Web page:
02/22/2012 04:28 PM
BATON ROUGE – LSU Biology Chair and Glenda Wooters Streva Alumni Professor James Moroney was one of 13 scientists invited to a workshop sponsored by the Bill and Melinda Gates Foundation to share their views on how photosynthesis research may positively impact agricultural productivity. These discussions will help to educate the Gates Foundation’s Agricultural Development program about future projects to support increased sustainable productivity of small holder farmers in sub-Saharan Africa and South Asia.
“The Bill and Melinda Gates Foundation is working to bridge the gap between basic research and getting improved crops to farmers,” said Moroney. “I am very excited to have been a part of that discussion.”
Three-quarters of the world’s poorest people acquire food and income from farming small plots of land, often contending with difficult conditions including unproductive soil, drought, pests and disease.
The goal of the Gates Foundation’s Agricultural Development program is to reduce hunger and poverty for millions of poor farm families in Sub-Saharan Africa and South Asia. Moroney, along with a team of nationally-renowned scientists, came together to discuss ways to help guide future Gates Foundation investments in photosynthesis research and to propose how such research could help small farmers improve their productivity and nutrition.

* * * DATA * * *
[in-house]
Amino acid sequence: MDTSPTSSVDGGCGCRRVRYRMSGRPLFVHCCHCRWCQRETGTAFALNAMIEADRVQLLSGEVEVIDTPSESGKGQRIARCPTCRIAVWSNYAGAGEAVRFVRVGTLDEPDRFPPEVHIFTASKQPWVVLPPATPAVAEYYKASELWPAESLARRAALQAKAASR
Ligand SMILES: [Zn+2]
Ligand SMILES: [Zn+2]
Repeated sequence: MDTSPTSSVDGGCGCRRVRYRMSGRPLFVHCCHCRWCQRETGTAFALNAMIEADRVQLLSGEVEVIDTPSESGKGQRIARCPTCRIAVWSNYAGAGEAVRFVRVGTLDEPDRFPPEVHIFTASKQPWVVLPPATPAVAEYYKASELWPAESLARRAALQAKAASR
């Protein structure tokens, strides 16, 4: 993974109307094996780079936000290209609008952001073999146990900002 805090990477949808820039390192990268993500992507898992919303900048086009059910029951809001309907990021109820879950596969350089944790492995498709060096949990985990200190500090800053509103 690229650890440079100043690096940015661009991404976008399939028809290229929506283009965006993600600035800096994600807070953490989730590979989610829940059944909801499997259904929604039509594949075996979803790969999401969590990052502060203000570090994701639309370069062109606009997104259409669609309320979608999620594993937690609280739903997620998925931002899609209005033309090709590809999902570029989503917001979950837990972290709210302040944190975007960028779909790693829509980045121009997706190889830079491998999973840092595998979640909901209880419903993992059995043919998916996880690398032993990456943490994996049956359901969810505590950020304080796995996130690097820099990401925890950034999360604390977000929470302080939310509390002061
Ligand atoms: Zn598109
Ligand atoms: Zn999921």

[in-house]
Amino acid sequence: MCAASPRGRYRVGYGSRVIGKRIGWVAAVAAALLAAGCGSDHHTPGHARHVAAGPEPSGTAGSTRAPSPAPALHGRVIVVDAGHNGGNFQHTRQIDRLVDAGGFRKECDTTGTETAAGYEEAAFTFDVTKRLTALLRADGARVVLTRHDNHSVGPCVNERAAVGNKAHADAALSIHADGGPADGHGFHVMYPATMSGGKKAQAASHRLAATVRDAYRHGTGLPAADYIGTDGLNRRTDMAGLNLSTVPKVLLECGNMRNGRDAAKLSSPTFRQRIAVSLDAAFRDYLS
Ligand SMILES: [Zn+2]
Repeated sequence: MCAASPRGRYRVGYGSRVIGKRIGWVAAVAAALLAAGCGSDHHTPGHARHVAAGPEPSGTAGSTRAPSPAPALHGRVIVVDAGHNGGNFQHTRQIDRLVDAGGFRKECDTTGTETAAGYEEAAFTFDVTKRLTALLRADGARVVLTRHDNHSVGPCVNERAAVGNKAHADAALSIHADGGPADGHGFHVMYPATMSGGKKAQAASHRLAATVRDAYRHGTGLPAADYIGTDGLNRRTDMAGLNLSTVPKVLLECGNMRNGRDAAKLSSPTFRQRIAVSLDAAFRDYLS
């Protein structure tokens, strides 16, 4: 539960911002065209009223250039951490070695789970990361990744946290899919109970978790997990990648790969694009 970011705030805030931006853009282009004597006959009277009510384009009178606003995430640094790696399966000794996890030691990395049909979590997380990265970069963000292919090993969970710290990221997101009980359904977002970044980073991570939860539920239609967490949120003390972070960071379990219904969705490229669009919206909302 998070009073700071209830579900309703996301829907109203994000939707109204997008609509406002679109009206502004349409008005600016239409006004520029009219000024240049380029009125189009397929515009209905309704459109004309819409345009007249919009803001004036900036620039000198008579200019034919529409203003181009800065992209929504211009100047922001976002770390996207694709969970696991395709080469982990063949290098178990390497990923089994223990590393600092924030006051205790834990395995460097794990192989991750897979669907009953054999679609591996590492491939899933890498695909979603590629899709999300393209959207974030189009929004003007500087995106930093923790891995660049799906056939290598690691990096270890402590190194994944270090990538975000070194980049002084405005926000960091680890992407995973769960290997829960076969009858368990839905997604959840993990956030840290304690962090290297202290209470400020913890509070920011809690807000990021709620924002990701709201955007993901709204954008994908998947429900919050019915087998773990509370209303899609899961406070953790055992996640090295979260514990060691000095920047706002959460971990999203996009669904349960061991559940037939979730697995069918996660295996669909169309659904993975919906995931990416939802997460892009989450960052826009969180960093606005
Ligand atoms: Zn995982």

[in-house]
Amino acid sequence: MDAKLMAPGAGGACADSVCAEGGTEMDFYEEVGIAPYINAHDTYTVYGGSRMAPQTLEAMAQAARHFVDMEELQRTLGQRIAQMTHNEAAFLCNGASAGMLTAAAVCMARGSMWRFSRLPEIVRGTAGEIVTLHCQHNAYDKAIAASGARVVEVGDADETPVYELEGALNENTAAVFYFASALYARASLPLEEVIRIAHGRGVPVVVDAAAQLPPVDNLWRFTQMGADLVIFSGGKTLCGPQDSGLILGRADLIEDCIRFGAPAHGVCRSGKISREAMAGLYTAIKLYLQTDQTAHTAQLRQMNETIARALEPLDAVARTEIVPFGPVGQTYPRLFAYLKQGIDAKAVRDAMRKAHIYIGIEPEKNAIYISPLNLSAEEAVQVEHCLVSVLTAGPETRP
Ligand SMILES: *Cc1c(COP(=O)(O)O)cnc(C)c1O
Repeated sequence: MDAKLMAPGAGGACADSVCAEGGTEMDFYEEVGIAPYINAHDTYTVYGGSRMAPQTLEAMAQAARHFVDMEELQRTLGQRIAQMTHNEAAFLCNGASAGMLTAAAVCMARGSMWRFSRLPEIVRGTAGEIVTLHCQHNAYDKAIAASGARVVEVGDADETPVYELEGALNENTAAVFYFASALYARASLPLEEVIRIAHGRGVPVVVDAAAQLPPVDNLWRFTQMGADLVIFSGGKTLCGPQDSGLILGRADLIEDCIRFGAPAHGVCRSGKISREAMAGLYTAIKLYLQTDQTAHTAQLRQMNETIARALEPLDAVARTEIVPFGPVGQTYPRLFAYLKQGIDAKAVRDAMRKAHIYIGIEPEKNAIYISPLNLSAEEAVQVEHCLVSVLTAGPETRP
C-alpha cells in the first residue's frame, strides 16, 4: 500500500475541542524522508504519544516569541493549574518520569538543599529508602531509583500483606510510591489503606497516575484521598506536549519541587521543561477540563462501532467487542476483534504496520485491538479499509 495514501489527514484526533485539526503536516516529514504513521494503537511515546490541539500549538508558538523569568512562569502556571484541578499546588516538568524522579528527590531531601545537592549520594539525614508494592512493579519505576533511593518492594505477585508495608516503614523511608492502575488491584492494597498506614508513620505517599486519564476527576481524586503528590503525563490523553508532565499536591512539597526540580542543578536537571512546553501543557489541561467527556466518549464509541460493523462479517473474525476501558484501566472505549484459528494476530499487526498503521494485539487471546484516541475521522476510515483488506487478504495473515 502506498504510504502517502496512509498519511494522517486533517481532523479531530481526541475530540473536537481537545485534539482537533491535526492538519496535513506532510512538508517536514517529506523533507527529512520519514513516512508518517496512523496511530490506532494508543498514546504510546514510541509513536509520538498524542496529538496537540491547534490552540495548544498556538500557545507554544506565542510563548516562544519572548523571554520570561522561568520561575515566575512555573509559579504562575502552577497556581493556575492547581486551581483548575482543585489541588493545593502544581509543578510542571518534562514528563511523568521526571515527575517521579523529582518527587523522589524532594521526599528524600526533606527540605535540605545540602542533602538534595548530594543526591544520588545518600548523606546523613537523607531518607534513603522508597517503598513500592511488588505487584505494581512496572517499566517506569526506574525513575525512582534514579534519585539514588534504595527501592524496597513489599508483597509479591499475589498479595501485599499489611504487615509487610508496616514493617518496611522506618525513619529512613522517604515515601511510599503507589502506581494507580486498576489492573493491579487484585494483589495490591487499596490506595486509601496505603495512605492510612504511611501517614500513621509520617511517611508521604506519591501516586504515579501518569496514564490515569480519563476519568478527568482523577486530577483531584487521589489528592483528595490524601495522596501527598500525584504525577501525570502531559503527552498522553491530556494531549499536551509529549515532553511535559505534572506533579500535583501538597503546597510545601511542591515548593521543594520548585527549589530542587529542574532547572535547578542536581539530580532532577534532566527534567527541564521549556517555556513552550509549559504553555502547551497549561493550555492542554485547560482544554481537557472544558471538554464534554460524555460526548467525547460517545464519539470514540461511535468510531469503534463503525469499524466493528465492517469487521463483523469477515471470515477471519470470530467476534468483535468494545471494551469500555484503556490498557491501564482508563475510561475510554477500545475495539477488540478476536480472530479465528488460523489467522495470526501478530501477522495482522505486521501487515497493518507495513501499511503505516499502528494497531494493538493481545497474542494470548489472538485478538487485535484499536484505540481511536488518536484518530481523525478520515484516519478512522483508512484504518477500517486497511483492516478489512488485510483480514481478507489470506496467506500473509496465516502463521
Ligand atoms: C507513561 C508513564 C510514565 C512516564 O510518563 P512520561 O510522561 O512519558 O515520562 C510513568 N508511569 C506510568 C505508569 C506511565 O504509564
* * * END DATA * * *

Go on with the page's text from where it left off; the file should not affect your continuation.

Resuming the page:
The two-day workshop entitled, Exploring New Opportunities to Improve Photosynthesis, convened January 9-10 in Seattle, Wash. Discussion topics included CO2 concentrating mechanisms, enhancing enzymes for carbon fixation, modeling for increased photosynthesis, reducing photorespiration, enhancing light capture efficiency and optimizing photoprotection.
For more information about the Bill & Melinda Gates Foundation agricultural strategy, go to http://www.gatesfoundation.org/agriculturaldevelopment/Documents/agricultural-development-strategy-overview.pdf.
Posted on Wednesday, February 22, 2012